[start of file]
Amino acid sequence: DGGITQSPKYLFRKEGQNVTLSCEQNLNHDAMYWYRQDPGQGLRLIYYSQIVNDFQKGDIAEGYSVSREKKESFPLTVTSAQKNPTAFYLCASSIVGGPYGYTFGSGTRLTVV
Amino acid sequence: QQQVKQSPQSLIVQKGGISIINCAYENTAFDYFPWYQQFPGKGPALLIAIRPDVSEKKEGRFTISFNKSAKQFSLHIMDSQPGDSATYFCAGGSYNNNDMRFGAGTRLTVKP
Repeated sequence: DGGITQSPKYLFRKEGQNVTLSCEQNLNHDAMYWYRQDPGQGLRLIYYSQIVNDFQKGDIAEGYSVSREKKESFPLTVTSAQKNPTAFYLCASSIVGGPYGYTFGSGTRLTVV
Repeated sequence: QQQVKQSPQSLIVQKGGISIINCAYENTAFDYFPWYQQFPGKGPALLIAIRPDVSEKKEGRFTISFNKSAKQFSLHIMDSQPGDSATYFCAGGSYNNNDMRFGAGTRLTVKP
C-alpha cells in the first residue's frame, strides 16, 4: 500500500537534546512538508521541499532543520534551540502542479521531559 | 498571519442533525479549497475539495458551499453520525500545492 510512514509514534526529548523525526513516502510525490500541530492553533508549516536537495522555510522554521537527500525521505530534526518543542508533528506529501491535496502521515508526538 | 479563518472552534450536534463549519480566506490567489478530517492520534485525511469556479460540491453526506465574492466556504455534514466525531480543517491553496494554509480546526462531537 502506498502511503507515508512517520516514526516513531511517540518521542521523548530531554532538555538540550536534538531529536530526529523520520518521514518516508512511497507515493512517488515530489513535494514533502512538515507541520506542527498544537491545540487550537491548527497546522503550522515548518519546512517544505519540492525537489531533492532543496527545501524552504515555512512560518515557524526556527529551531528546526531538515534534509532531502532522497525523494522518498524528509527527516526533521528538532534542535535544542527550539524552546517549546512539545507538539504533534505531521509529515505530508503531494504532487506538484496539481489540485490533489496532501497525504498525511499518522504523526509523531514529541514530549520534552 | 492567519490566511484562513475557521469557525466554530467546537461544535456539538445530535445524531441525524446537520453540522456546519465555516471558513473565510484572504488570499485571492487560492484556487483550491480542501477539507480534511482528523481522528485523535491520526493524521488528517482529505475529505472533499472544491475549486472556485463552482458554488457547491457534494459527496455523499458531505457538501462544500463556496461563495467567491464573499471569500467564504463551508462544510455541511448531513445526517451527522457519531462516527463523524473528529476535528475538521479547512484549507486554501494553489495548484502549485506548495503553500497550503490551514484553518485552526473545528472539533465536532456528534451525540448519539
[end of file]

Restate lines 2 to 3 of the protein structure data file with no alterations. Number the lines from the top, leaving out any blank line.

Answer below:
Amino acid sequence: QQQVKQSPQSLIVQKGGISIINCAYENTAFDYFPWYQQFPGKGPALLIAIRPDVSEKKEGRFTISFNKSAKQFSLHIMDSQPGDSATYFCAGGSYNNNDMRFGAGTRLTVKP
Repeated sequence: DGGITQSPKYLFRKEGQNVTLSCEQNLNHDAMYWYRQDPGQGLRLIYYSQIVNDFQKGDIAEGYSVSREKKESFPLTVTSAQKNPTAFYLCASSIVGGPYGYTFGSGTRLTVV